I’ve tended to view the two roles as, first, a developer is really someone who implements with code, usually without solving any complex problems other than that which would come simply with the implementation dictated by someone else. In contrast, an engineering role is something in which one is presented a problem to which code is just one possible solution. The latter requires more original thinking and the ability to manipulate multiple possible outcomes to best meet the needs of all stakeholders in a sustainable fashion. The latter, I quickly realized, was my goal but the former was what paid the bills for a newly minted computer science graduate. It was time to start working on leveling up.

Ironically, or perhaps not so much so, the project that would help me transition from one role to another was something I started as a student to both build my portfolio and to help make my life easier in my IT role at SIU. Better WP Security was a WordPress plugin I had considered a possible resume item at best. As a student I wanted something I could show off later and had a problem I needed to solve to manage a small WordPress instance for the university. In other words, it let me solve real problems and wound up scratching an itch that I had and, apparently, so did many others.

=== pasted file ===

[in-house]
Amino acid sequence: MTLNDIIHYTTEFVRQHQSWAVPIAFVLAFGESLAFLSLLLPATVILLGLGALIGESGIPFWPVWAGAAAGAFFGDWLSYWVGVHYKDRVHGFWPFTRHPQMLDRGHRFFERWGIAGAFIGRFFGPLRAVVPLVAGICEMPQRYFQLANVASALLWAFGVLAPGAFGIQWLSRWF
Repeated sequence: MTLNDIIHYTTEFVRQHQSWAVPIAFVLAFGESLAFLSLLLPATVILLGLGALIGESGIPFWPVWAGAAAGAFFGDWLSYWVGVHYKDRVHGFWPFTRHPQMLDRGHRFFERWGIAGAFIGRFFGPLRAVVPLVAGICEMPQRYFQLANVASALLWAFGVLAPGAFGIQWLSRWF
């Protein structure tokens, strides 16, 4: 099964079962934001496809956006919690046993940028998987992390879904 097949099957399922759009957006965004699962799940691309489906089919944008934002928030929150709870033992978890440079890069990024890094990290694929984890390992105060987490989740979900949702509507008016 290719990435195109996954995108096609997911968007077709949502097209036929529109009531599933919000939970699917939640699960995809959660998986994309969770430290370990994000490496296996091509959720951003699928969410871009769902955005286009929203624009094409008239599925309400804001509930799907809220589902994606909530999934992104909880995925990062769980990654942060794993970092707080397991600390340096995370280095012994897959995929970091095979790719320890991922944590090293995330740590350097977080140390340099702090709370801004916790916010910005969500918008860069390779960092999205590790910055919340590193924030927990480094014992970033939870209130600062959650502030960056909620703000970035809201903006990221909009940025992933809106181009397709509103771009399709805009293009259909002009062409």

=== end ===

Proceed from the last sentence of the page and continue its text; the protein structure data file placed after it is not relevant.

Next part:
While Better WP Security wasn’t exactly what I wanted to do for the next 35 years, it was the first project where I truly served as an engineer rather than a developer. I sold the plugin to iThemes at the end of 2013 where it lives on as iThemes Security. It didn’t make me rich and it wasn’t a what I would consider a full-time job but it did elevate my name in the WordPress community and help set me up for numerous jobs, projects and other opportunities in the years to come.

WordCamp San Francisco 2013

If there is one conference I can say defined the decade for me, even more-so than Better WP Security, it was WordCamp San Francisco 2013 where I first learned about Vagrant in a talk by Mark Jaquith. From that talk I started a series of projects that would carry me through today. From Primary Vagrant to Ouroboros to DevKit and Local it turned out one problem I’ve really wanted to solve was just how bad the local development environments were for WordPress. Security was fun, but helping people get the tools they need to do real engineering was where my heart has been. I was hooked.

Six months after WordCamp San Francisco 2013 I knew it was time to send Better WP Security on its way and get started on something new. I sold the plugin, and all the other plugins I had at the time, to iThemes and spend the next few years looking for the perfect gig.

On to Sunnier Pastures